Gaslight Anthem frontman returns with another round of “melancholy songs that somehow made us feel a whole lot better”
You wanna know my New Year’s resolution? Don’t ever again talk about Bruce Springsteen in an article about Brian Fallon. With his new solo LP Sleepwalkers, the man often touted as The Second Coming Of The Boss shows us why that label deserves to be retired for good. This will be the last time I bring it up… promise.
When The Gaslight Anthem’s sophomore record, 2008’s The ’59 Sound, caught the attention of New Jersey’s first citizen the comparisons between the two came thick and fast. Many came to see frontman Brian Fallon as Springsteen’s natural heir, their appearances at each others’ shows, as well as recent interviews only adding fuel to that fire.
“My name isn’t Bruce,” Fallon admonished his fans in a 2013 open letter. Changes had to be made and in 2015, fresh off the disappointment of the critically-panned Get Hurt, Gaslight announced an indefinite hiatus. Following up the folk rock-inspired solo debut Painkillers, Sleepwalkers seems like something of a return to form. A fusion of classic rock and Americana with a dash of R’n’B thrown in for good measure, Sleepwalkers retains Fallon’s trademark wistful lyricism with a large helping of the punk rock exaltation that Painkillers lacked.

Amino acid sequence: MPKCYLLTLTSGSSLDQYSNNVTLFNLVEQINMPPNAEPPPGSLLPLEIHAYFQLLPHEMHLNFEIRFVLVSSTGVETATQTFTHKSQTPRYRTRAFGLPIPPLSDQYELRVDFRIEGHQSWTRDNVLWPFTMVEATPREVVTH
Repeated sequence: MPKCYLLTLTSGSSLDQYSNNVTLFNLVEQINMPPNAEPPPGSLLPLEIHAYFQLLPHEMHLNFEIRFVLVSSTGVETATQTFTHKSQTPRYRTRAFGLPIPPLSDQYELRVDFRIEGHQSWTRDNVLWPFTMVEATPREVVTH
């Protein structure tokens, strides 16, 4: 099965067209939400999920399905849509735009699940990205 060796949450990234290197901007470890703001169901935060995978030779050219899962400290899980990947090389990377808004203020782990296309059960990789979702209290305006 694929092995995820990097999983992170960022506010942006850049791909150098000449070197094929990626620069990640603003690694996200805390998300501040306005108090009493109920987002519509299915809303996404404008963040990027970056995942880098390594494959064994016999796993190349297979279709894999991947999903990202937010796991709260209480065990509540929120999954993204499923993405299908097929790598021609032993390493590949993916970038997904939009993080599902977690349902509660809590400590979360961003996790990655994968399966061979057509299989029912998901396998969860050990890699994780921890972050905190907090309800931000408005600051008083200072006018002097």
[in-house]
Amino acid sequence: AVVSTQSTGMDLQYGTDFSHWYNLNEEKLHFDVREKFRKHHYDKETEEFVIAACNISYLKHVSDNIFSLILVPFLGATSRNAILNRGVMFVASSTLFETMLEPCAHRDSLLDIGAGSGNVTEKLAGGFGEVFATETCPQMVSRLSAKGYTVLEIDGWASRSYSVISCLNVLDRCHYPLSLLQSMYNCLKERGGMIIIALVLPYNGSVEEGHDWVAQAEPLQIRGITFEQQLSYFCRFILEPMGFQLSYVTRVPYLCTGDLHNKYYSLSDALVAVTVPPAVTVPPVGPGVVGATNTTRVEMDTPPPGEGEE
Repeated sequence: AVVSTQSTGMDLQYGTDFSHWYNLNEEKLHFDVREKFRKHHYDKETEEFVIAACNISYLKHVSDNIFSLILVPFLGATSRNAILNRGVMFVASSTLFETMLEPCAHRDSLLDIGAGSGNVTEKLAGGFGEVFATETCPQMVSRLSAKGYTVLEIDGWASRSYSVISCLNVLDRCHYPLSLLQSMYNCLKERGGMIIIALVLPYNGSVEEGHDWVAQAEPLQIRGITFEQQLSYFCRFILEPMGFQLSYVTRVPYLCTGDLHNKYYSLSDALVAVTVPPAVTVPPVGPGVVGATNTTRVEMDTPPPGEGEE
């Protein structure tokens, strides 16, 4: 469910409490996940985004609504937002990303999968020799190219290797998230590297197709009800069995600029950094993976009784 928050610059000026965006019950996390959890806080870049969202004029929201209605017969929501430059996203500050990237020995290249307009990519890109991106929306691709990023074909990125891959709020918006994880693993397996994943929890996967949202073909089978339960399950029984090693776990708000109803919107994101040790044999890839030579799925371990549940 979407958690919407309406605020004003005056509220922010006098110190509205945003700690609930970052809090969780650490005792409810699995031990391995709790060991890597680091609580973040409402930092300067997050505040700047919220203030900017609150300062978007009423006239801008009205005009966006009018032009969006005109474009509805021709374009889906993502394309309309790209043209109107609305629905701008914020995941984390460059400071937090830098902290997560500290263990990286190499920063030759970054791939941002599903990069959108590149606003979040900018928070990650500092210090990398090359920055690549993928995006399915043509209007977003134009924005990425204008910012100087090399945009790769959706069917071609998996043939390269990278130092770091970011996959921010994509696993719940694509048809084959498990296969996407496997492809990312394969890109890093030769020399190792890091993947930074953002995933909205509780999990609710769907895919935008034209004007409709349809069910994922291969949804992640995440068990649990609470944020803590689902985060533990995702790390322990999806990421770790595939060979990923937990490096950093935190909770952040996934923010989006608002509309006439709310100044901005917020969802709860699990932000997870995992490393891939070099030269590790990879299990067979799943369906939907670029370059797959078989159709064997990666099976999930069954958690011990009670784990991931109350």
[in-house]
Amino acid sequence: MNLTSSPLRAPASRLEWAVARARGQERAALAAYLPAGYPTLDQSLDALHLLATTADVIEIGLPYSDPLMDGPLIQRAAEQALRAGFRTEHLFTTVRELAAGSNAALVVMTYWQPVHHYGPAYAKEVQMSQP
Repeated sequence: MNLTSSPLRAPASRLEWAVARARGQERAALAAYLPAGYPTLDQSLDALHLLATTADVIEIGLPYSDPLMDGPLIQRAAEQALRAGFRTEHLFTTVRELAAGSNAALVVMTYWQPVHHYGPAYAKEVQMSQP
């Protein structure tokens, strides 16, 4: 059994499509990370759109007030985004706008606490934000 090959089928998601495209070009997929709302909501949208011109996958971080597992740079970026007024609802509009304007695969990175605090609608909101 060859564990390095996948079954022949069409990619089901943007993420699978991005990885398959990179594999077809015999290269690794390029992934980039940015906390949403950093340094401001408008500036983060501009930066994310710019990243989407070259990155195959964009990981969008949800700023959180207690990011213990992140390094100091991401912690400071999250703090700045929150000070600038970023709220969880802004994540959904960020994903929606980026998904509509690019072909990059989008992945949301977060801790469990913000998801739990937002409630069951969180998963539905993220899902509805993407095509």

‘Forget Me Not’ juxtaposes bright, upbeat guitar riffs and handclaps with decidedly sombre lyrics about being unable to move on from a relationship, even in death. “Would I get any rest from the wreck that I was with the living,” Fallon asks “or would you just go on?”
‘Etta James,’ a tribute to the late singer, harkens back to the soul/alt. rock stylings of his much beloved side project The Horrible Crowes and is sure to please fans hoping for a comeback from the duo.
The title track threw me for a loop. The saxophone intro and use of a brass section are quite unlike anything we’ve heard from a Fallon project before – but it’s a great direction to take. Closing the album is the acoustic guitar-driven ‘See You On The Other Side,’ a nostalgic exploration of the transient nature of life, love and happiness thematically reminiscent of older Fallon-penned tunes like ‘Nobody Wins’ (Painkillers) and ‘1930’ (Sink Or Swim).
Three years and two solo records since TGA last took the stage, and with the band gearing up for some reunion shows in celebration of The ’59 Sound’s 10th anniversary, Fallon seems to have finally made peace with the success of his early career. The producer is former Flogging Molly guitarist Ted Hutt, the same producer behind that pivotal breakthrough album. On Sleepwalkers, Hutt and Fallon have recaptured something of the spirit, if not the sound, that made his early records great, that of a band trying simply to make music they loved without trying to please the tastes of critics and fans. “Just remember no one’s singing for you,” Fallon said of the critics in that 2013 letter. This time he really means it.
“Don’t come to see Bruce,” the letter continued, “he won’t be there.” Nor will Tom Petty, The Replacements, Joe Strummer or any of the other artists that influenced the creation of this record. Don’t come to see any of them because Sleepwalkers is more than worthy of your attention in its own right.
Fallon brings his tour to the UK in late February joined by his new backing band The Howling Weather, as well as fellow Americana punk rocker, former The Loved Ones frontman Dave Hause.